Rental Pick: Don’t Make Me Go (2022)

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I’m always intrigued by father/daughter relationship stories as I grew up without a dad. This one is especially interesting as it stars John Cho in a rare but welcomed leading role as a single dad named Max who learns he has a fatal brain tumor. Despite the downbeat premise though, this road-trip drama written by Vera Herbert and directed by Hannah Marks is not a somber affair. In fact, it’s surprisingly engaging and moving as Max bonds with his capricious teenage daughter Wally, played by newcomer Mia Isaac.

Max withholds the fact that he’s dying when he makes Wally go with him to his 20-year college reunion. She agrees only when he promises to teach her how to drive along the way. Convinced he hasn’t much time left, Max not only wants to spend more quality time with Wally, but he also wants her to finally meet the mom who had left them.

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Wally is a typical teen with a rebellious streak and Max is an imperfect dad who doesn’t always make the best choices. The two often butt heads as they drive from California to New Orleans. The two actors have a good chemistry that’s believable and captivating to watch as Max and Wally learn about and open up emotionally with each other. There’s an earnest quality to the relations depicted in the film, it’s not mawkish nor emotionally manipulative. Even Max’s relationship with his girlfriend Annie (Kaya Scodelario) rings true and is peppered with humor.

Cho is such a casually charismatic actor so it’s great to see him in a leading role that shows his dramatic and comic side. Isaac is phenomenal in her debut feature, and the talented Chinese-Jamaican actress definitely has star quality. New Zealand-born actor Jemaine Clement had a small but memorable supporting role as one of Max’s former college mates.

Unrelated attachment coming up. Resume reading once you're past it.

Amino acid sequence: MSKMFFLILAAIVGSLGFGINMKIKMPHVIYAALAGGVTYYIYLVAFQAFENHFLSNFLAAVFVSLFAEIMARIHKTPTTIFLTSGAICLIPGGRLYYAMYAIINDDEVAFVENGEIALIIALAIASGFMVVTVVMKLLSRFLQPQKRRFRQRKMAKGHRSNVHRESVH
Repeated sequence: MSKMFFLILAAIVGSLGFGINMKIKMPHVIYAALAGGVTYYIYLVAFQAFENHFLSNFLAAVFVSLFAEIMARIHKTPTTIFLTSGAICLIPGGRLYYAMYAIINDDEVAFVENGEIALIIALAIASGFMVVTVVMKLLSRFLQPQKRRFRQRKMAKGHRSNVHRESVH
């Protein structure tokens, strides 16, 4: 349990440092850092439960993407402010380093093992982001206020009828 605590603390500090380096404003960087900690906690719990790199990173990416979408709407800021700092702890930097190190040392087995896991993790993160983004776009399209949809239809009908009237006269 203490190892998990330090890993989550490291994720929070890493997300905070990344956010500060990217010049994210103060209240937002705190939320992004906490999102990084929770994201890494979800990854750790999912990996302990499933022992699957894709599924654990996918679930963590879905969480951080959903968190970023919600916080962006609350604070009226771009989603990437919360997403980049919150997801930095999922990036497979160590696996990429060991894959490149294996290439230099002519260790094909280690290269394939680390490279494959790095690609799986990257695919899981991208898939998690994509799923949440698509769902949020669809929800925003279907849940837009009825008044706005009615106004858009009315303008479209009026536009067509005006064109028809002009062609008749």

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Filming took place in New Zealand, where Cho was filming his now-canceled Netflix series Cowboy Bebop. The country doubled for the American Southwest during the road trip. I wouldn’t call this a tearjerker though there are obviously moments that made me cry. The ending throws a curveball I did not see coming, which I think is quite rare for a drama.

This is Hannah Mark’s third feature film and I’m quite impressed with her directing efforts. I do think the movie has some pacing issues and its running could’ve been trimmed down slightly. Overall this film is much better than I expected, thanks to the solid script, capable direction, and excellent performances of the two leads. 

3.5/5 Reels


Don’t Make Me Go is now streaming on Amazon Prime


Have you seen Don’t Make Me Go? I’d love to hear your thoughts!

3 thoughts on “Rental Pick: Don’t Make Me Go (2022)

  1. Pingback: Don’t Make Me Go (2022) – FLIXCHATTER FILM BLOG – Ykine

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